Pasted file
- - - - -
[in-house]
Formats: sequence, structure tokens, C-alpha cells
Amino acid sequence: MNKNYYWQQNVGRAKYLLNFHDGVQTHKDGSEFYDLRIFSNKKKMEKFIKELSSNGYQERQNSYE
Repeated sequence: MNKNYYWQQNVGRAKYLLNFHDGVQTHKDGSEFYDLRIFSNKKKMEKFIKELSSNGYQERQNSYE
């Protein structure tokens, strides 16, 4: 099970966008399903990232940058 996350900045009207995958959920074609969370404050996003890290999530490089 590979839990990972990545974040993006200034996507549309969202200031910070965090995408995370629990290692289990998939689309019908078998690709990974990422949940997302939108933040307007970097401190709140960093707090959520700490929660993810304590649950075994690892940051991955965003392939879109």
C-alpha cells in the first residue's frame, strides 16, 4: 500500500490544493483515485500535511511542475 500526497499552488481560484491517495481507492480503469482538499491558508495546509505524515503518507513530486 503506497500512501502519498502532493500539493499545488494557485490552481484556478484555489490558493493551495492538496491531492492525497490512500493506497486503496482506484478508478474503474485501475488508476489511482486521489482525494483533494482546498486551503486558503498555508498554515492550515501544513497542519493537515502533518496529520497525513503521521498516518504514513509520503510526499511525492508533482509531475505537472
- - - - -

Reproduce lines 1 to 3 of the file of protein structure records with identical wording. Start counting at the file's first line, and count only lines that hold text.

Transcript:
[in-house]
Formats: sequence, structure tokens, C-alpha cells
Amino acid sequence: MNKNYYWQQNVGRAKYLLNFHDGVQTHKDGSEFYDLRIFSNKKKMEKFIKELSSNGYQERQNSYE